My biggest fear? Becoming a “bag lady.” (That’s what we called homeless women in the 1960s where I grew up.)
As a kid, I was terrified of becoming one of those destitute people pushing a grocery cart full of bundles and bags down the street.
Sometimes we attract that which we fear the most.
A couple of years ago, it happened. I was fortunate: Instead of pushing a grocery cart, I rode a bicycle. Instead of plastic bags, I carried backpacks.
Once upon a time …
I was a productive member of the community — a homeowner in a long-term relationship, nurturing a butterfly garden in the front yard and a community sandbox in the back. I worked as a freelance graphic designer and rescued animals.
All of a sudden:
I found myself halfway across the country, sleeping outside on a cold metal picnic table with fifty cents to my name. The table I chose as a bed happened to be outside FoCo Cafe. I shivered as I slept. The early-morning sunrise started to glow.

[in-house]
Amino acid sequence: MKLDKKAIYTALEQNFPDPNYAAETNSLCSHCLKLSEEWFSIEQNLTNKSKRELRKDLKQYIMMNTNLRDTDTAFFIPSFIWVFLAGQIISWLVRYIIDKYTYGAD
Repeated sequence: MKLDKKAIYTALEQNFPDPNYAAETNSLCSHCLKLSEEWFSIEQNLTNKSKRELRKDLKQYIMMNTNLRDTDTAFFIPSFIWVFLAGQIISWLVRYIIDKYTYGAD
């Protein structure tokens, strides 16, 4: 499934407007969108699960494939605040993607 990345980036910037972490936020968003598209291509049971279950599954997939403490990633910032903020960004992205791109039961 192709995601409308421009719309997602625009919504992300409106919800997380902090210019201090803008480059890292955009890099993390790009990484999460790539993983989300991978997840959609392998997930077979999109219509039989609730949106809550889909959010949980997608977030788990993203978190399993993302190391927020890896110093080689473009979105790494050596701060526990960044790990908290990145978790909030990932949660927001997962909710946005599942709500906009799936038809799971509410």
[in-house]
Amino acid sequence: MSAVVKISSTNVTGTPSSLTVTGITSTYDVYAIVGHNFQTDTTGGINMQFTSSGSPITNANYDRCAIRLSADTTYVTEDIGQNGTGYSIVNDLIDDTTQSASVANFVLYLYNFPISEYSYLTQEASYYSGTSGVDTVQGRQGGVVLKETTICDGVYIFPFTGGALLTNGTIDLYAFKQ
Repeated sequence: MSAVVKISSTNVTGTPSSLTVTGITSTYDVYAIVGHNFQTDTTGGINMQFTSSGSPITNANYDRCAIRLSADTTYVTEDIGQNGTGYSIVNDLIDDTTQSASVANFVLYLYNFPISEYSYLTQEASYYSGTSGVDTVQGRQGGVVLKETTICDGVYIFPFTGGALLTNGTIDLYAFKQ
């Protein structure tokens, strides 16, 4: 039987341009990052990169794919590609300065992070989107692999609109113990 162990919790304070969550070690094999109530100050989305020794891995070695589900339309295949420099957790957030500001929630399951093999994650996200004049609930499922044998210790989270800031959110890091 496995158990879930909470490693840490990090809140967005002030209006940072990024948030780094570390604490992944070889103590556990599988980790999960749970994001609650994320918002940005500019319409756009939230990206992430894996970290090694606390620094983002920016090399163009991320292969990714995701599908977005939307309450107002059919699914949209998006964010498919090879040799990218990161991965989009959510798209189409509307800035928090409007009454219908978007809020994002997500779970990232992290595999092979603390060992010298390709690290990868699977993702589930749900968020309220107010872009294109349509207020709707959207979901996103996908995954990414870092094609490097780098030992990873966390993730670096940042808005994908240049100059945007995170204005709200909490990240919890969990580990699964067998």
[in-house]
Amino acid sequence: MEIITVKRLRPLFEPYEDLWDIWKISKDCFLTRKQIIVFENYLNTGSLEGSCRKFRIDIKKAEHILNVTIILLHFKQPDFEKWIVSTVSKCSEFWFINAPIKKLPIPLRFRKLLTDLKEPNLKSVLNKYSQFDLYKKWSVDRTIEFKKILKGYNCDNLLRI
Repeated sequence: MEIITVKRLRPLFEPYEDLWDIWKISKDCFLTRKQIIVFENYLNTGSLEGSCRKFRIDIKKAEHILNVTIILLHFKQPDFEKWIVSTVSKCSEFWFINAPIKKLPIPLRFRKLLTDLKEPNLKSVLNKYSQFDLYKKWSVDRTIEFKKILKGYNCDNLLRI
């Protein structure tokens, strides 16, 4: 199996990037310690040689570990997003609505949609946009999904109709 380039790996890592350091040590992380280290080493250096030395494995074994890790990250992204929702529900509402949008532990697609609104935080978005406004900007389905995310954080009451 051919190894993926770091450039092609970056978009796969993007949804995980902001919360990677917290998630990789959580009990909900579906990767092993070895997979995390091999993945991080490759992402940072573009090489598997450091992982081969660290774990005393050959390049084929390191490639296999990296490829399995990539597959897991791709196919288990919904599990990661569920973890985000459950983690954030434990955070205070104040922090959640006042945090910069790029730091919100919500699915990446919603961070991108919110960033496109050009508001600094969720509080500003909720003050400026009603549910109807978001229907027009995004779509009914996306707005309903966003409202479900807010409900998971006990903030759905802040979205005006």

Steven arrived to open the cafe. I had planned to disappear before anyone could see me, but I was too cold to wake up in time.
So I awoke to Steven’s gentle voice welcoming me in for a fresh cup of coffee. He didn’t shoo me away as if I was a feral cat. He didn’t call the cops. He didn’t ignore me, and he didn’t charge a dime for the most nourishing cuppa ever brewed. He treated me with compassion and respect as if I was a likable human being.
And it was warm inside. Jeff was humming away in the kitchen, music was playing, and it was warm. It was warm. It was warm.
They gave me food. I ate. Steven insisted on giving me his own breakfast that day: enough for extra to provide sustenance later.
Now it’s time to give back.
Mallory has invited me to contribute to the blog, which will be kind of a hyperlocal online gathering place. We’ll post a newsfeed sharing updates on all the amazing work people are doing in this community, along with more in-depth reports of specific issues.
We hope this will blog will be another good place for us to connect and provide mutual support.